There exists a certain barrier in art, in which most people upon attending a gallery expect to see something of exception within the artwork, something otherworldly captured within the artist’s subject and transformed onto the canvas. University of Evansville alumn Shannon Bourn’s artwork breaks out of that expectation by drawing inspiration from candid photography of people she sees in her life, inviting the mundane onto the walls of fine art. She creates a refreshing perspective of idle, everyday life with striking colors and kinetic lines stretched out and preserved on canvas. In her show I See You, of which the University had the pleasure of hosting in the Melvin-Peterson Gallery, Bourn captured passing moments of life in photos taken on her phone and recreated them on her canvas. Every piece has an underpainting that bleeds through to the foreground, and every foreground has pieces missing and blank spaces to allow the splashes of color and form in the underpainting to take the place of a face or hand. The use of white space is exemplary, which is further contrasted by drips of paint running down the composition and her use of bright, vivid colors. Every painting is full of energy, with a sketch- like quality present in Bourn’s unique style. The use of the underpainting showing through isn’t out of haste or an unfinished quality — on the contrary. Every underpainting relates to the subject. In Fisherman, the figure holds up his fresh catch, his arm sweeping behind him to maintain balance. Nets, hooks, and buoys float behind him in the underpainting, creating the atmosphere of a busy dock crowded with boats and vendors without any detail.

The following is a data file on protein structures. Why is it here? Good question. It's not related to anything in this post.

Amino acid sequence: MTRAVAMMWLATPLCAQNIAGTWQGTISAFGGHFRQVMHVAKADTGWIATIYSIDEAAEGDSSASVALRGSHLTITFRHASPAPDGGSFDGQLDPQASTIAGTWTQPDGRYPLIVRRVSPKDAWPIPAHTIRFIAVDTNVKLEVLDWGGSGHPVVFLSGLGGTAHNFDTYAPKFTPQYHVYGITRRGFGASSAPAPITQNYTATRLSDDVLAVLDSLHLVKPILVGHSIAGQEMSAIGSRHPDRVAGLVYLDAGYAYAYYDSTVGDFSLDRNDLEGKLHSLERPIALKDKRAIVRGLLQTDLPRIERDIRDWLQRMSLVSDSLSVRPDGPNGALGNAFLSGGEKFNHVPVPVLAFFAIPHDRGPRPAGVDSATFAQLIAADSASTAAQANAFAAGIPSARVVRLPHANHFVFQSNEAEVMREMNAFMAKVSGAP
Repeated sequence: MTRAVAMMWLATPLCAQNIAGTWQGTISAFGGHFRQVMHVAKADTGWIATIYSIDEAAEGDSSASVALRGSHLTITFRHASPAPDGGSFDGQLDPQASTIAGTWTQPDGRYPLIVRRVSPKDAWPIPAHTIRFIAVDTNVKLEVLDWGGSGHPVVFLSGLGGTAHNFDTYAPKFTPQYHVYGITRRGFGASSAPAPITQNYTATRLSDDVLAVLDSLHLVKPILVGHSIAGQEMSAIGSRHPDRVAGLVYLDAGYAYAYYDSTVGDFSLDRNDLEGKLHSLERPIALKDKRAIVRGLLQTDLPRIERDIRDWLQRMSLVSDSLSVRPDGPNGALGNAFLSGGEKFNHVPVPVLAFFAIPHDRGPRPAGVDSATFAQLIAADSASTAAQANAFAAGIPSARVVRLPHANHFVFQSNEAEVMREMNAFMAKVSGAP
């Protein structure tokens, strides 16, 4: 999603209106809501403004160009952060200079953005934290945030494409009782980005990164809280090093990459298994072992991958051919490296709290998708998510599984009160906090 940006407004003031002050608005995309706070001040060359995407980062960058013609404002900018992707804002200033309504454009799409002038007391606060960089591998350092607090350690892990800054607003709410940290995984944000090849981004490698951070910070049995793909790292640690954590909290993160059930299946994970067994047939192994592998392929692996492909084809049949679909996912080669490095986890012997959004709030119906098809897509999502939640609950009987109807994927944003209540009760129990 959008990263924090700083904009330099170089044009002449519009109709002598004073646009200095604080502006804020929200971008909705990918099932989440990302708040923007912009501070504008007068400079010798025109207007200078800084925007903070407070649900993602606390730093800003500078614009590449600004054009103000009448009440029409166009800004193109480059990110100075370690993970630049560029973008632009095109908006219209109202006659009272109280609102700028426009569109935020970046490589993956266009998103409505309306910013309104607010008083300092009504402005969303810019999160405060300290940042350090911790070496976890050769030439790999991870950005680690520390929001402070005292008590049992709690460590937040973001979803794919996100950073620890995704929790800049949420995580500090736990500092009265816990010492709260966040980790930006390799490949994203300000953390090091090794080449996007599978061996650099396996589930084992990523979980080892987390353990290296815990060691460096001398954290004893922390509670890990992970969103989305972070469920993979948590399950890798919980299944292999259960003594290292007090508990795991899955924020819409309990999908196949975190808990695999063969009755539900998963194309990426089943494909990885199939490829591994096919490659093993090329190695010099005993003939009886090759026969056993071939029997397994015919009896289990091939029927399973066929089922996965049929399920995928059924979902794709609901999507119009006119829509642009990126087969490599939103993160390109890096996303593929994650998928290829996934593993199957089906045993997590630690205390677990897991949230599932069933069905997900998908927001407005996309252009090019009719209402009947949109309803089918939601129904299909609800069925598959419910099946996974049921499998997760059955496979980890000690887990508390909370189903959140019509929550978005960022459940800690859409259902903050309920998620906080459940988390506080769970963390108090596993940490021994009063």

As the show is cleared out to make room for the upcoming Student Art Show, a common theme can be found among Bourn’s works. As we pass by countless people in our busy days, walking by without a second thought, so too are intricate lives with unique personalities passed by and ignored, layers upon layers of experience and thoughts swept along and pushed aside. Bourn peels those layers back, allowing a glimpse at what might be, creating a moment of introspection where the audience is made to be curious about the world around them. They are made to question who exactly the barista making their coffee might be, why two girls are taking a night out at this moment and not another one, and on and on ad infinitum.

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